Classical mechanics - small movements around equilibrium

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Homework Statement


Two cylinders, that can rotate around their vertical axis, are connected with a spring as shown in the picture. Moment of inertia ##J## is the same for both and they also have the same radius ##R##. Distance between the axes is ##L##. Spring with constant ##k## is ##d## long (not deformed). Also note that ##d<L-2R##. Describe small movements of the system.

Capturedd.JPG

Homework Equations





The Attempt at a Solution



Let's say that we will measure the rotation of left cylinder with ##\varphi ## and rotation of the right one with ##\vartheta ##.

The kinetic energy is than ##T=\frac{1}{2}J(\dot{\varphi }^2+\dot{\vartheta }^2)##

Now lets use notation ##\eta =\begin{bmatrix}
\varphi \\
\vartheta
\end{bmatrix}##, therefore kinetic energy is ##T=\frac{1}{2}\dot{\eta }^T \tilde{T}\eta ## where ##\tilde{T}=\begin{bmatrix}
1 & 0\\
0& 1
\end{bmatrix}##.

Now for kinetic energy we have to find out how much the spring deforms. Let's take a closer rook at the left cylinder:

The deformation here is ##x_1=R(1-cos\varphi )##. Using taylor expansion around equilibrium state which is ##\varphi =0## tells me that ##x_1=R(1-(1-\frac{1}{2}\varphi ^2))=\frac{R}{2}\varphi ^2##

The same goes for the other side, therfore ##x_2=\frac{R}{2}\vartheta ^2##

So potential energy of the system is ##V=\frac{1}{2}k(x_1+x_2)^2=\frac{kR^2}{8}(\varphi ^2+\vartheta ^2)^2##.

Now what worries me is that there is no way (or at least I don't see it) to write that last expression for ##V## using vector ##\eta ##.

Why do I want to do that? Because using ##det(V-\omega ^2T)=0## will tell me everything I need to know about this system.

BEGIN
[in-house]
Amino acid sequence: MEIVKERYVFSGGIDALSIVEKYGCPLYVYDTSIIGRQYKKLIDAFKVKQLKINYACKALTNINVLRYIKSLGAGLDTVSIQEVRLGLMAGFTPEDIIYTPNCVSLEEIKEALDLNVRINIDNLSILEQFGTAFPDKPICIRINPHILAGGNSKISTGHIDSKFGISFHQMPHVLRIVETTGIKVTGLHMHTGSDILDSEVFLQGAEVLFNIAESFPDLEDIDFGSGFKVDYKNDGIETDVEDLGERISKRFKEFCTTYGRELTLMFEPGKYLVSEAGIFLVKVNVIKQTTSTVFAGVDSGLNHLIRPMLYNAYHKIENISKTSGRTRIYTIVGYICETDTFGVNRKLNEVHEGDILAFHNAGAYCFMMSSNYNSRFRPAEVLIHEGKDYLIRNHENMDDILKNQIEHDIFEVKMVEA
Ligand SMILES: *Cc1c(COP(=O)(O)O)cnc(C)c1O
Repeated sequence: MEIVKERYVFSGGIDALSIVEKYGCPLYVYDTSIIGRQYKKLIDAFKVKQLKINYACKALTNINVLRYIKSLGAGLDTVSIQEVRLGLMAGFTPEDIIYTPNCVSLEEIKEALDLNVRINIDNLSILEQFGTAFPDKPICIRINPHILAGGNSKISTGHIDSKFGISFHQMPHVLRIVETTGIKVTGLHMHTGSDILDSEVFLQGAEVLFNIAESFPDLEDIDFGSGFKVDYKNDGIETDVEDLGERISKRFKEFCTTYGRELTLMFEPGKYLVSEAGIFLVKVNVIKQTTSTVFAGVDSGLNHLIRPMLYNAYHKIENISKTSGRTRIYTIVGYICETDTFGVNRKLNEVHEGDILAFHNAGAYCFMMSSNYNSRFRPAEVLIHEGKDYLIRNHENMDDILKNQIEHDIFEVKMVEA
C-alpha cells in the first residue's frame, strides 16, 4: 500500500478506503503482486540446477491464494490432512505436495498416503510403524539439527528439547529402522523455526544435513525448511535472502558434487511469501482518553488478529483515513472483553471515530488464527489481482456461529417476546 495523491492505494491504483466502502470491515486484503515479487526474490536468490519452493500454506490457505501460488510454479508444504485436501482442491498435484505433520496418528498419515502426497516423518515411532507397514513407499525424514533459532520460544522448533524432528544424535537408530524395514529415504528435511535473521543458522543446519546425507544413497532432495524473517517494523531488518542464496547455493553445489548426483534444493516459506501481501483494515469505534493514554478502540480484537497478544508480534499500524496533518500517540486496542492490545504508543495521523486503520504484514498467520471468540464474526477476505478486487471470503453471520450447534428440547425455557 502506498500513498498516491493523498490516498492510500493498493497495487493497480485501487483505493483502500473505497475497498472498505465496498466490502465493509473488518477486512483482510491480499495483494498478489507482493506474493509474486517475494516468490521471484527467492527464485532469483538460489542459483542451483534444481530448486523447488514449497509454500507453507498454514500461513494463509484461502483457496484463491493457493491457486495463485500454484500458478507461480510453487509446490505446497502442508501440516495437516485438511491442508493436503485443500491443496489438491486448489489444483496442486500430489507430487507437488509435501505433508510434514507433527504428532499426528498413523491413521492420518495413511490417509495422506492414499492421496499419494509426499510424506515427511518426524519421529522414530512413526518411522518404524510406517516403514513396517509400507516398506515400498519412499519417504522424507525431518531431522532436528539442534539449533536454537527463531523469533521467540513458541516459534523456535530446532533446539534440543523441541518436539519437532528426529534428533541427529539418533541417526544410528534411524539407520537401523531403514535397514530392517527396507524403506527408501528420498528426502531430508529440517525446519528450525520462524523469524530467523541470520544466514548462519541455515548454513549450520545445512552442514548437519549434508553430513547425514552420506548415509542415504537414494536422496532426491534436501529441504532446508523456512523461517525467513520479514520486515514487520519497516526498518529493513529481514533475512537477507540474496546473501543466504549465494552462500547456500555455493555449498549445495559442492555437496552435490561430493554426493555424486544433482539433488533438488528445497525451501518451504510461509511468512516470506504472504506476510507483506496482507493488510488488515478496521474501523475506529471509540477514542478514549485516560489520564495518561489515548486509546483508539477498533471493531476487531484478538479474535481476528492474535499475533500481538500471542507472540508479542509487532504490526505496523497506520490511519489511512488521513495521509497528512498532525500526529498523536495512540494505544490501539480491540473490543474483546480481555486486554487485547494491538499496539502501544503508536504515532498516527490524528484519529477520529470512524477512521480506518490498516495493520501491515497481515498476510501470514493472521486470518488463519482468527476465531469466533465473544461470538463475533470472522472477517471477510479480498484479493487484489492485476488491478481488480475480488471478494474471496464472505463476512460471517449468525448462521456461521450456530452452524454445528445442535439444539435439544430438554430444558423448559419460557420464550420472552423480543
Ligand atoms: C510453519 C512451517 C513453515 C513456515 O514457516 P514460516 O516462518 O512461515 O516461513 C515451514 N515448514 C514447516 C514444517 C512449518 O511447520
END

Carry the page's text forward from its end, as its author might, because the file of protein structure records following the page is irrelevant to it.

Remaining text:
Where did I get it wrong?
 

Answers and Replies

  • #2
AlephZero
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You have left out the key things that cause the motion of the system.

The displacement of the end of the spring is not just ##x_1##, but also ##y_1 = R\sin\varphi##.

Also the spring has an initial potential energy, because it is stretched between the cylinders. The initial stretch is ##L - 2R - d##. When the system moves the length of the spring changes from ##L - 2R## to ##\sqrt{(L -2R + x_2 - x_1)^2 + (y_2-y_1)^2}##.

Since the question says the displacements are small, you can approximate everything to first order in ##\varphi## and ##\vartheta##.



Since the question sa
 
  • #3
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hmmm... Ok, if I approximate everything to first order, than

##x_1=R(1-cos\varphi )\doteq 0## and also ##x_2=R(1-cos\vartheta )\doteq 0## are both ##0##?

##y_1=Rsin\varphi \doteq R\varphi ## and ##y_2=Rsin\vartheta \doteq R\vartheta ##.

Than the deformation of the spring is ##\Delta L= \sqrt{(L-2R+(x_1+x_2))^2+(y_2-y_1)^2}-(L-2R)##. (I think that's what you meant and that ##-x_1## is just a typo. right?
 
  • #4
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If yes, than ##\Delta L= \sqrt{(L-2R+(x_1+x_2))^2+(y_2-y_1)^2}-(L-2R) \doteq (L-2R)(1+\frac{1}{2}\frac{R^2}{(L-2R)^2}(\varphi -\vartheta )^2)-(L-2R)=\frac{R^2}{2(L-2R)}(\varphi -\vartheta )^2##

Where I can't see how this helps me since ##V=\frac{1}{2}k(\Delta L)^2##
 
  • #5
AlephZero
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I think that's what you meant and that ##-x_1## is just a typo. right?
I was taking ##x_1## and ##x_2## positive to the right, and ##y_1## and ##y_2## positive up.

The sign convention doesn't matter so long as you are consistent, of course. Be careful about the signs of the ##y##'s and the angles!

Where I can't see how this helps me since ##V=\frac{1}{2}k(\Delta L)^2##
No, the spring is stretched initially. If the length increases by ##\Delta L##, the strain energy changes from ##\frac 1 2 k (L - 2R - d)^2## to ##\frac 1 2 k (L - 2R - d + \Delta L)^2##.
 
  • #6
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You've lost me. I have come so far:

Initial stretch: ##s_0=(L-2R)-d##

For rotation ##\varphi ## and ##\vartheta ## the length of the spring changes for ##\Delta L=\sqrt{(L-2R)^2+R^2(\varphi - \vartheta )^2}-(L-2R)##

Than the total stretch is
##s=s_0+\Delta L=(L-2R)-d+\sqrt{(L-2R)^2+R^2(\varphi - \vartheta )^2}-(L-2R)=\sqrt{(L-2R)^2+R^2(\varphi - \vartheta )^2}-d##.

If I put this in ##V=\frac{1}{2}ks^2=\frac{1}{2}k(\sqrt{(L-2R)^2+R^2(\varphi - \vartheta )^2}-d)^2## I get all sorts of nasty things where the most horrible part is that I don't get rid of that sqrt....